When I first heard that the NHL was looking to realign in 2012-13 to four divisions, two with eight teams and two with seven teams, my head began to swim with all the possible permutations and considerations. The NHL has the unenviable task of weighing existing rivalries, geography (travel distance and time zones), and history (market size, franchise "age") to come up with a magic formula. The good news is that you can almost back your way into a reasonable conference/division lineup. I emphasize almost. The problem is that the further down the road you go, the harder the decisions get. I'm sure the NHL knows this.
See some considerations and ideas, as well as pictures of possible new divisions, then leave your own comments, after the jump...
To start, keep in mind that the conferences will be 15 teams apiece, which means each division in a conference will be 7 teams and 8 teams. Nothing says the conferences must be Eastern and Western, but it seems more likely than any other arrangement -- plus intra-conference games/travel/start times must be taken into consideration. I doubt the NHL would want Vancouver and Montreal in a "North" conference. And I have trouble envisioning a "Southwest" conference, given the limited number of teams and the cross-time-zone travel necessary.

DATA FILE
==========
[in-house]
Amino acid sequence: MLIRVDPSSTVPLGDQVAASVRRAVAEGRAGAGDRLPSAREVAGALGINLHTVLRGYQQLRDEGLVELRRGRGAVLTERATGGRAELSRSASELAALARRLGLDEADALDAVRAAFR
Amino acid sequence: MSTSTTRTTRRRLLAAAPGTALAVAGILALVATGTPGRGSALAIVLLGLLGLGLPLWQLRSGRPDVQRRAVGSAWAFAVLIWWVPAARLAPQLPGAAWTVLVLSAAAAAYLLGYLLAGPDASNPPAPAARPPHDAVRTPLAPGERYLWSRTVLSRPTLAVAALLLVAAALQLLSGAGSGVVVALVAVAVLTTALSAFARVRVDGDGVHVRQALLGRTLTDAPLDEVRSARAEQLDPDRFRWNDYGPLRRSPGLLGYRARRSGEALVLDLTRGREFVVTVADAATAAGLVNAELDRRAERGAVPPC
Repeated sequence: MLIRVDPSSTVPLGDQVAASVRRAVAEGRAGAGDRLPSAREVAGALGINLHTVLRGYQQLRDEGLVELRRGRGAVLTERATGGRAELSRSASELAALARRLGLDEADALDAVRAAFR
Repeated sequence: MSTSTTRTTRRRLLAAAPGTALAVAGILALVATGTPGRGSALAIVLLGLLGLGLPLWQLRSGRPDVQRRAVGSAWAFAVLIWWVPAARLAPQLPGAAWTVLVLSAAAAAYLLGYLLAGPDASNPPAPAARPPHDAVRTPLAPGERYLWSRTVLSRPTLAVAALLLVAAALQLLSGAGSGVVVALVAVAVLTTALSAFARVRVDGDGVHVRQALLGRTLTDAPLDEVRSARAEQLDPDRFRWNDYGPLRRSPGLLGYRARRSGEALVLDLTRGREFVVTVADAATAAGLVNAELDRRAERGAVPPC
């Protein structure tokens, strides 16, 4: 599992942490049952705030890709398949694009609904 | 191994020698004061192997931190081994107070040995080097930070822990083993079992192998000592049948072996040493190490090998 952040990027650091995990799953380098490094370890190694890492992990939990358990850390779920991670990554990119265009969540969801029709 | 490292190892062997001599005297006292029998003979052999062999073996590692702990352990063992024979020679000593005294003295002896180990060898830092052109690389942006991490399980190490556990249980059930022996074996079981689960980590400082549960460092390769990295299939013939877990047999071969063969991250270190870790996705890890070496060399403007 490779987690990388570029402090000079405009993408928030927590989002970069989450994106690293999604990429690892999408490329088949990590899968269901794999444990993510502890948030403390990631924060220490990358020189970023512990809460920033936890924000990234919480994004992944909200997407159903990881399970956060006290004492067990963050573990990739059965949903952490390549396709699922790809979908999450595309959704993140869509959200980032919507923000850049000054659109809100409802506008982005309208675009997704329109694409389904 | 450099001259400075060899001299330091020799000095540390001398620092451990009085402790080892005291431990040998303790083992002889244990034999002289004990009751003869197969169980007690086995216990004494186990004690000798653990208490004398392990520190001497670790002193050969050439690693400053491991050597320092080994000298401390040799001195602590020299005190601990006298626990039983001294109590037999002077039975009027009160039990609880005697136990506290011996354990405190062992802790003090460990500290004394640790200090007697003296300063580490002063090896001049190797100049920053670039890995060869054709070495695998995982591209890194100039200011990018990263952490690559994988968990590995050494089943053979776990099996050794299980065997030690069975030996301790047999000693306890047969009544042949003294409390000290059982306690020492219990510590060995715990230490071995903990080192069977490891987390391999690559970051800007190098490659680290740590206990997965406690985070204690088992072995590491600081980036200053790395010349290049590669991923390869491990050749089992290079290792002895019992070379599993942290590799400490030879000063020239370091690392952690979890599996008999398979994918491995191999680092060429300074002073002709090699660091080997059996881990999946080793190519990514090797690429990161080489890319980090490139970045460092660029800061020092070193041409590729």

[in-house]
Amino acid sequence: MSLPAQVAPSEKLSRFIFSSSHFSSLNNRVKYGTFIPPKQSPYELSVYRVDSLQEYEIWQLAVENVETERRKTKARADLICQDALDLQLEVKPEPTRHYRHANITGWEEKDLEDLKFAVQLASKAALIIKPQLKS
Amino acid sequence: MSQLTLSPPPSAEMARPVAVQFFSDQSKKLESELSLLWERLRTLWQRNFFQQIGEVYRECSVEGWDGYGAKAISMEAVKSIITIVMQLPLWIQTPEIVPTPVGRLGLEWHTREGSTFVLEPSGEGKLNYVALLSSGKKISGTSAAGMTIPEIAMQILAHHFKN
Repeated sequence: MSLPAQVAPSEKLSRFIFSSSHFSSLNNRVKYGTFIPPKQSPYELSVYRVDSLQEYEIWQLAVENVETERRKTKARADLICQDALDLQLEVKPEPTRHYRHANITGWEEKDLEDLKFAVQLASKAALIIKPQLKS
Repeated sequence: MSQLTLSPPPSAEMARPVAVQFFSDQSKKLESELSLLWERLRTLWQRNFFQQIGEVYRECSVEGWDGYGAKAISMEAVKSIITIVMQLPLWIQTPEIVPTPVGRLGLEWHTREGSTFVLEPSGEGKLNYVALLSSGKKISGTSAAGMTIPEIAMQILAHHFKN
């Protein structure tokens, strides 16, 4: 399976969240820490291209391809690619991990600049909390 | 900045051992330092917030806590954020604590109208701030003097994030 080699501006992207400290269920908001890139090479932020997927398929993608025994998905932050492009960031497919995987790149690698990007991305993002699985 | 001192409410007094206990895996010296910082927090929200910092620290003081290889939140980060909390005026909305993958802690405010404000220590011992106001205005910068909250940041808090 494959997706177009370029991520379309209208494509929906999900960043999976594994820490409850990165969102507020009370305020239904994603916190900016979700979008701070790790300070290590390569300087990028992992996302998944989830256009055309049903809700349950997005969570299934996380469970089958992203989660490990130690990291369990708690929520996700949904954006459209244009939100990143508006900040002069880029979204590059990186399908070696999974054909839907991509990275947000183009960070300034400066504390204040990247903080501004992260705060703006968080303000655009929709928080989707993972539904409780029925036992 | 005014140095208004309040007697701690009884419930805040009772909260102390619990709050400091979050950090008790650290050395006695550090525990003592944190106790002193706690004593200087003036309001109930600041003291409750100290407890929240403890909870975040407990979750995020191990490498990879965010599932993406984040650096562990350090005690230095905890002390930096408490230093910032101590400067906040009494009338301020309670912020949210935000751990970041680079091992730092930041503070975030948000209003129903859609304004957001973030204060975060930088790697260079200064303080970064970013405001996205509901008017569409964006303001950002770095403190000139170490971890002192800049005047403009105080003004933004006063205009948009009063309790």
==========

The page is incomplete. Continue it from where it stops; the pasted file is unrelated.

In any event, start by breaking the 30 into two groups of 15.
The New Conferences: The teams west of the Rockies are all no-brainers - Vancouver, San Jose, Los Angeles, Anaheim, Calgary, Edmonton and Phoenix. That's enough for a division right there (7). Then there's Colorado, all by its lonesome. Heading east, you have Winnipeg, Dallas, Minnesota and Saint Louis, all west of the Mississippi River. Chicago's not far away, and is also on CT. That's 6, including Colorado. You need two more. Nashville is also CT. Next closest are Detroit and Columbus, both ET - but that would give you one team too many for the conference. All the rest would seemingly be solid Eastern Conference teams.